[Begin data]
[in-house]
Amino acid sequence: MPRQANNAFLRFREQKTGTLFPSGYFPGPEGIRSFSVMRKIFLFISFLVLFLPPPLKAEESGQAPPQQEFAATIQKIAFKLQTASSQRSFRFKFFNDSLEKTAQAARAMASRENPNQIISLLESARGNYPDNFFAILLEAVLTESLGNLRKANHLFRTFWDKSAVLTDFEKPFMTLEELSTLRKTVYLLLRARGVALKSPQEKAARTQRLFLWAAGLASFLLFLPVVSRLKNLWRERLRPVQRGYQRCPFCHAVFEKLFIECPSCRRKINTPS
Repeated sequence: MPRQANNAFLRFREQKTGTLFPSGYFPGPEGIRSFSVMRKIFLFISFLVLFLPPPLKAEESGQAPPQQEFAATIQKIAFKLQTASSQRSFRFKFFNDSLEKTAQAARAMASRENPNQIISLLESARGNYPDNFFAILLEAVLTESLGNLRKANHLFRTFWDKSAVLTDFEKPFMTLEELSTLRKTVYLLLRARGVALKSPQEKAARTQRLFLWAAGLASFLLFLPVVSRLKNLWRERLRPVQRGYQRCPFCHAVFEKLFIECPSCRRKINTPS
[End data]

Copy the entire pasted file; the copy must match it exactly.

[in-house]
Amino acid sequence: MPRQANNAFLRFREQKTGTLFPSGYFPGPEGIRSFSVMRKIFLFISFLVLFLPPPLKAEESGQAPPQQEFAATIQKIAFKLQTASSQRSFRFKFFNDSLEKTAQAARAMASRENPNQIISLLESARGNYPDNFFAILLEAVLTESLGNLRKANHLFRTFWDKSAVLTDFEKPFMTLEELSTLRKTVYLLLRARGVALKSPQEKAARTQRLFLWAAGLASFLLFLPVVSRLKNLWRERLRPVQRGYQRCPFCHAVFEKLFIECPSCRRKINTPS
Repeated sequence: MPRQANNAFLRFREQKTGTLFPSGYFPGPEGIRSFSVMRKIFLFISFLVLFLPPPLKAEESGQAPPQQEFAATIQKIAFKLQTASSQRSFRFKFFNDSLEKTAQAARAMASRENPNQIISLLESARGNYPDNFFAILLEAVLTESLGNLRKANHLFRTFWDKSAVLTDFEKPFMTLEELSTLRKTVYLLLRARGVALKSPQEKAARTQRLFLWAAGLASFLLFLPVVSRLKNLWRERLRPVQRGYQRCPFCHAVFEKLFIECPSCRRKINTPS